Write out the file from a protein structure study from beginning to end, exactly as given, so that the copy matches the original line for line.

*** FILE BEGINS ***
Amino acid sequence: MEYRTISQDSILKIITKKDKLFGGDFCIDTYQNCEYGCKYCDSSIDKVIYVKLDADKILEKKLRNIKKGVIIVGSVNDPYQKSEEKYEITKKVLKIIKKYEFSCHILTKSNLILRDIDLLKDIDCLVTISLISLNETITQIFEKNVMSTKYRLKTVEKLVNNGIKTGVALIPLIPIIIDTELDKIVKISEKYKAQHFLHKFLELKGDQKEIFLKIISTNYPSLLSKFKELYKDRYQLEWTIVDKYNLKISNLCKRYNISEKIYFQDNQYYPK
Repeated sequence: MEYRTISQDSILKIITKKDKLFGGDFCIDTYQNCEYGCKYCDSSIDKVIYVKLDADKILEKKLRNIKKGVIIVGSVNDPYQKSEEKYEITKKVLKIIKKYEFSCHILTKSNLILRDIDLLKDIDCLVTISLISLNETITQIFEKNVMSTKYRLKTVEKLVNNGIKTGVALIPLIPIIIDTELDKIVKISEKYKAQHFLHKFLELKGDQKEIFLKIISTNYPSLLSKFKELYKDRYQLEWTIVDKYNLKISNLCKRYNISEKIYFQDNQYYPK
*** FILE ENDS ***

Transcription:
Amino acid sequence: MEYRTISQDSILKIITKKDKLFGGDFCIDTYQNCEYGCKYCDSSIDKVIYVKLDADKILEKKLRNIKKGVIIVGSVNDPYQKSEEKYEITKKVLKIIKKYEFSCHILTKSNLILRDIDLLKDIDCLVTISLISLNETITQIFEKNVMSTKYRLKTVEKLVNNGIKTGVALIPLIPIIIDTELDKIVKISEKYKAQHFLHKFLELKGDQKEIFLKIISTNYPSLLSKFKELYKDRYQLEWTIVDKYNLKISNLCKRYNISEKIYFQDNQYYPK
Repeated sequence: MEYRTISQDSILKIITKKDKLFGGDFCIDTYQNCEYGCKYCDSSIDKVIYVKLDADKILEKKLRNIKKGVIIVGSVNDPYQKSEEKYEITKKVLKIIKKYEFSCHILTKSNLILRDIDLLKDIDCLVTISLISLNETITQIFEKNVMSTKYRLKTVEKLVNNGIKTGVALIPLIPIIIDTELDKIVKISEKYKAQHFLHKFLELKGDQKEIFLKIISTNYPSLLSKFKELYKDRYQLEWTIVDKYNLKISNLCKRYNISEKIYFQDNQYYPK